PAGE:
17. Anon. NICE CG048 MI: secondary prevention. NICE Clinical Guideline 48 May 2007 18.Lim E et al. Indirect comparison meta- analysis of aspirin therapy after coronary surgery.

     BMJ ;327:1309-1313.

    19.Bhatt DL et al. Superiority of clopidogrel versus aspirin in patients with prior cardiac surgery Circulation 2001;103:363-368.

    20. Anon. Drug-eluting stents for the treatment of coronary artery disease NICE Technology Appraisal 71 2003NICE TA071 Ischaemic heart disease - coronary artery stents. 2003. Note

    NICE is currently conducting a part review of TA71. (http://www.nice.org.uk/guidance/TA71)

    Page 9 of 10

    Protocol for Oral Antiplatelet Therapy

    21.Silber S et al. ESC Guidelines for Percutaneous Coronary Interventions. European Heart

    Journal 2005 http://www.bcis.org.uk/resources/documents/esc_pci2005.pdf)

    22. Chan FKL et al. Clopidogrel versus aspirin and esomeprazole to prevent recurrent ulcer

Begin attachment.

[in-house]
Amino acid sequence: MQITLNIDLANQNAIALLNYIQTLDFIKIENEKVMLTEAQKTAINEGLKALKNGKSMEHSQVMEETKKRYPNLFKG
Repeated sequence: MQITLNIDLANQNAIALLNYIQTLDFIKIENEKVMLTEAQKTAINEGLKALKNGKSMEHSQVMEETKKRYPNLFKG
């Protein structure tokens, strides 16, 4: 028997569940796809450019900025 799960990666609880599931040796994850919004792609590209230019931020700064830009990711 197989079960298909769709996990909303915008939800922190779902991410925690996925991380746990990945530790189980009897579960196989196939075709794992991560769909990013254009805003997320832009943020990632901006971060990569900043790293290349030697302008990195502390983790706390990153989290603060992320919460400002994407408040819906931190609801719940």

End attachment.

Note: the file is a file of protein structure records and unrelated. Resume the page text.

bleeding N Engl J Med 2005;352:238-244.

    23. Ng FH et al. Clopidogrel plus omeprazole compared with aspirin plus omeprazole for aspirin-

    induced symptomatic peptic ulcers / erosions with low to moderate bleeding / re-bleeding risk

    a single-blind, randomized controlled study. Alimentary Pharmacology and Therapeutics 2004;

    19(3): 359365.

    24. Hankey, GJ Eikelboom JW Aspirin resistance BMJ 2004;328:477-479

    25. Anon. Cardiovascular and gastrointestinal safety of NSAIDs .MeReC Extra Issue 2008: No

    30:1-6

    26.Hurlen M et al. Warfarin, aspirin or both after myocardial infarction N Engl J Med

    2002;347:969-974.

    27.CAPRIE Steering Committee. A randomised ,blinded, trial of clopidogrel versus aspirin in